Chicagoan Kate Kellogg Meets a Ghost on a Train
Kate Starr Kellogg was an educated woman, a suffragette, and a leading advocate for the cause of educational reform. Born in 1854, she lived most of her life on her family farm in Evergreen Park, now part of the City of Chicago. The Kellogg family played an important part in Chicago social life and Kate carried on her family tradition. She became a prominent Chicago educator in the early Twentieth Century, serving as principal of the Lewis Champlain High School in Englewood and a District Superintendent in the Chicago Public Schools. She served on the Chicago Board of Education in 1905 and played an
active role in the Women’s Trade Union League.
Kate Starr Kellogg was not prone to nerves or given to flights of fancy. Her friend and housemate Cornelia De Bey, a homeopath, politician, and fellow suffragist and educator, agreed that Kate Kellogg did not suffer from flights of fancy. The fact that she dealt realistically with life as it happened and worked passionately to improve the lives of women didn’t make it easier for Kate Kellogg to believe that she saw a ghostly form standing at the foot of her Pullman compartment.
Miss Kellogg Had An Uneasy Feeling
Kate Starr Kellogg told this story about her encounter with a friend saying goodbye. Kate had booked passage on a train and had reserved a Pullman Car for a night journey and as she got ready for bed, she felt a presence that made her so uneasy that she couldn’t sleep
Since she didn’t usually have premonitions or wasn’t overly nervous, Kate thought that her feeling meant that the train was going to have a serious accident. She insisted that the porter raise one thickness of the double window of her berth. She thought to herself, “I shall have only a single pane of glass to break my way through if anything does happen.”
Suddenly she saw a shadowy white figure standing at the foot of her berth. The figure was shaped like a woman and it stood motionless foot of her bed. Kate said that the figure looked like a “shadowy white figure, much as the photograph of a white draped form which had become all blurred by the moving of either figure or camera, but it bore the distinct shape of a woman, and it gradually assumed a more tangible form. The figure was motionless for a long time.”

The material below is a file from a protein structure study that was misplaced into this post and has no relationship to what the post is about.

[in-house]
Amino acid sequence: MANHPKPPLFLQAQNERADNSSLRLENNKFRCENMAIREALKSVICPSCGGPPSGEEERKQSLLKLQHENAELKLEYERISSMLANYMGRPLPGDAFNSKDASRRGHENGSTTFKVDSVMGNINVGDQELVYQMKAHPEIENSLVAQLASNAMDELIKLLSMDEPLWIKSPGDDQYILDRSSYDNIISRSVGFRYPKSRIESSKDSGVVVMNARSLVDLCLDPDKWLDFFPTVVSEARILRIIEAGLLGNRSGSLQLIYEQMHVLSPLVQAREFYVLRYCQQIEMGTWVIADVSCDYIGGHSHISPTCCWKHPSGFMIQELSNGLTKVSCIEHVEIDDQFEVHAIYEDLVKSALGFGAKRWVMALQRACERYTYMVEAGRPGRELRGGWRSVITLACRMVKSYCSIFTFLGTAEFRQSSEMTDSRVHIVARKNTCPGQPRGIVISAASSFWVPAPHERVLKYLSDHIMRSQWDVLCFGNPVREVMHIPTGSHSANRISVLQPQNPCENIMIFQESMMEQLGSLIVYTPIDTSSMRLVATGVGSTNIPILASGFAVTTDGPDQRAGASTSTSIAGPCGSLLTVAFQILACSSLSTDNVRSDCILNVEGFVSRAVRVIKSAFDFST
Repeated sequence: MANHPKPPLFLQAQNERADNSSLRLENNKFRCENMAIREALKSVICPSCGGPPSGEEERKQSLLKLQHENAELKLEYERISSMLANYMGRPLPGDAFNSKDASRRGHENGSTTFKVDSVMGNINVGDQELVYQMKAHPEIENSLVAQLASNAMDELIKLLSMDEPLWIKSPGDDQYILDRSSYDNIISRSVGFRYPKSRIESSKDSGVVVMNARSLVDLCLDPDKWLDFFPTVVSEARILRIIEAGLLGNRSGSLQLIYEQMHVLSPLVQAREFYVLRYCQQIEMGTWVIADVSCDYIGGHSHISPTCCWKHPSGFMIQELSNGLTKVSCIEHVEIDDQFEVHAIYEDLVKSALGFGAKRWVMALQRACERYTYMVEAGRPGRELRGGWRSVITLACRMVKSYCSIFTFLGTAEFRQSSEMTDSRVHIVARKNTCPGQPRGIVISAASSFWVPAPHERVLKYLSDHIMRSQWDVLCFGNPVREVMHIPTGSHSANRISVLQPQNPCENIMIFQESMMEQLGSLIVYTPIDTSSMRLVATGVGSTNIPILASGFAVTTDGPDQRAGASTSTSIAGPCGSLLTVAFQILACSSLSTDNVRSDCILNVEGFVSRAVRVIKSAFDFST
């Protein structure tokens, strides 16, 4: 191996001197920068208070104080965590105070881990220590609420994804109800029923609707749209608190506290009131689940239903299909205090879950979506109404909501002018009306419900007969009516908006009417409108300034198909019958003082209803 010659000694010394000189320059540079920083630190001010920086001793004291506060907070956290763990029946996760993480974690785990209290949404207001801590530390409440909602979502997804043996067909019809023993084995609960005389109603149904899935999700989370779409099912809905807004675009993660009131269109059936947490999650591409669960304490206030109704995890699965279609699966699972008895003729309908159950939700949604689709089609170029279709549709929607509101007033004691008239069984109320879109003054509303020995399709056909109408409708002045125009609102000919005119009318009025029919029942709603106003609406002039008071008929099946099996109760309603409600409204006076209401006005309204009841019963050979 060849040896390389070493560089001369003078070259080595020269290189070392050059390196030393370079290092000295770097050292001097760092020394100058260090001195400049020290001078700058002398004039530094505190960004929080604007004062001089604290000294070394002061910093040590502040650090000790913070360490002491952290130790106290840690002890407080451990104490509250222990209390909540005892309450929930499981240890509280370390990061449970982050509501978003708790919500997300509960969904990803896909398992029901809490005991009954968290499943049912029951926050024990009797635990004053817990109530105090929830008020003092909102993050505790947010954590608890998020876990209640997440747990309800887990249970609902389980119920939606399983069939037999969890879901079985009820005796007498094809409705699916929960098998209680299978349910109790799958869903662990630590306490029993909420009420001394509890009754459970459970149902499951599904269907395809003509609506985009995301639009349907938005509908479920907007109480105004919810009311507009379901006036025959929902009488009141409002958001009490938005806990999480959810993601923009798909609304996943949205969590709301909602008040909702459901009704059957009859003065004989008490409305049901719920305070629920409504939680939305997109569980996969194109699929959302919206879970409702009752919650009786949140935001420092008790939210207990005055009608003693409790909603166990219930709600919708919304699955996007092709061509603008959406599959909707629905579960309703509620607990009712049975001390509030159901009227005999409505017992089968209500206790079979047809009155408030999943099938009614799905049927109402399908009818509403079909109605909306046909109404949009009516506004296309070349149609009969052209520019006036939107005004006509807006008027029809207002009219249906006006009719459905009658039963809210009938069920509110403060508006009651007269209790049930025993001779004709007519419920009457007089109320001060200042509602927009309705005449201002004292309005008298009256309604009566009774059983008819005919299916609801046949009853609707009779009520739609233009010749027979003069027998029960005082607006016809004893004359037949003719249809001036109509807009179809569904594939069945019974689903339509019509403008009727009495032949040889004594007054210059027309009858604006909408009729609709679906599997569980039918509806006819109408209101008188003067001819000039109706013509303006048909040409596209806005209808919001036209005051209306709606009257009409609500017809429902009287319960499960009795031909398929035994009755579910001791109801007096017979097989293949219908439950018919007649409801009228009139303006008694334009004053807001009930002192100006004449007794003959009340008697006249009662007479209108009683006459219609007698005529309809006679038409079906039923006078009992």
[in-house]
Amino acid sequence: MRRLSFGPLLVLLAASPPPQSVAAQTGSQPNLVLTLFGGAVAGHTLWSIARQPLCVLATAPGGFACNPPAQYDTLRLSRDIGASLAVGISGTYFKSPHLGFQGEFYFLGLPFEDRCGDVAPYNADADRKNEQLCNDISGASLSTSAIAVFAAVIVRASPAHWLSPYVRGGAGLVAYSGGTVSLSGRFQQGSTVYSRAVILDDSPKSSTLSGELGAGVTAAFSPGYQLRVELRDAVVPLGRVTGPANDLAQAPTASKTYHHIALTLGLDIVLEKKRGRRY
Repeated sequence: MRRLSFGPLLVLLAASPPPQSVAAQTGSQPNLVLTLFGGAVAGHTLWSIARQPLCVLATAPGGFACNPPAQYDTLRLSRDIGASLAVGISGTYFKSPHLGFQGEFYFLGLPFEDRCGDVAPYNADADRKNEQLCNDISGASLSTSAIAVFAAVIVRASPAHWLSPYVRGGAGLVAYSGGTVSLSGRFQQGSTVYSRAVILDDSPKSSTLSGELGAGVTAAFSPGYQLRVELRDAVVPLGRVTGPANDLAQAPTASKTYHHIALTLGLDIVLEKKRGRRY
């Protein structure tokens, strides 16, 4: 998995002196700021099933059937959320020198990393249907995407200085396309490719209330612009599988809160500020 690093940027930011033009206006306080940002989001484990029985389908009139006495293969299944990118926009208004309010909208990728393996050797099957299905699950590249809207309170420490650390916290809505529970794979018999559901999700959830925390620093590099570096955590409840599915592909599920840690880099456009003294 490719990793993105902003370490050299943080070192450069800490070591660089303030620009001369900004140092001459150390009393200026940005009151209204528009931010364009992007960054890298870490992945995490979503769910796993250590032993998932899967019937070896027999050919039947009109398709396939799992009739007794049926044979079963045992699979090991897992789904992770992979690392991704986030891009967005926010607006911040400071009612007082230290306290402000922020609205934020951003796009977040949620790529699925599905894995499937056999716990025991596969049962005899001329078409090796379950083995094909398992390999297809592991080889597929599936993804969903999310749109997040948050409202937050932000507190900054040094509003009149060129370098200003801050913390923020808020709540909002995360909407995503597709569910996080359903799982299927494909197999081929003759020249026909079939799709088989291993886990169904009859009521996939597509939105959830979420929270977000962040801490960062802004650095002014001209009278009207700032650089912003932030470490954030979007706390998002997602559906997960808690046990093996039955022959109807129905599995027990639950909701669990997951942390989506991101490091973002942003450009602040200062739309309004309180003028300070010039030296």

Kate recalled that at this point she felt more surprise than fear. She tried to get the figure to go away by reasoning that it was the light from the car shining through the opened curtain on some of her dresses that she had hung at the foot of the compartment. Kate sat up, removed the garments and lay down again. The figure was still there and nothing white was left to produce the illusion.
Kellogg Confronted the Figure in White
Kate kept trying to reason the figure in white away. This time she theorized that it might be the shadow of something outside reflected in the window. She sat bolt upright in her berth, and drew the window curtain aside. She peered into the darkness, but all she could see was a shadowy landscape punctuated by a few pinpricks of lamp light.
"Who are you?" she demanded of the figure in white, but the ghost didn't answer.
The figure remained for several hours before it finally melted away.
Kate said, “When it finally melted away I felt extremely wearied mentally, but my fear had long since left me. I looked at my watch, noted the time of its appearance and departure, turned over comfortably, and went to sleep.”
Kate Kellogg Learned the Identity of Her Ghostly Visitor
Kate arrived at her destination safely and without any more annoyance or trouble. The first thing she did after she greeted her hostess was to tell her about her ghostly visitor. After an enjoyable trip, Kellogg returned home and didn’t think anymore of her experience on the train.
Then one day months after her return, Kate received the news that a dear friend had suddenly died on the same night that she saw the lady in white on the train. The friend had passed away after an illness of only a few hours and her passing had occurred at the same time that the figure had appeared at the foot of Kate’s berth and at the same times that Kate had noted.
People told Kate that her friend’s last words had been, “Tell Kate.”
Kate Kellogg didn’t even try to explain her friend appearing in her Pullman Compartment at the time of her death and for hours afterward. She said that she only knew that the experience was very real. Kate always recounted her experience with careful attention to the precise time that her friend appeared and she noted that her friend appeared months
before she had heard that her friend had died. These facts convinced Kate Kellogg that her friend had really appeared to her to tell her goodbye. Kate’s friend had come in person to notify Kate of her death.
Brooklyn Eagle, October 1, 1899, p. 37.
The New Encyclopedia of the Occult, John Michael Green, Llewellyn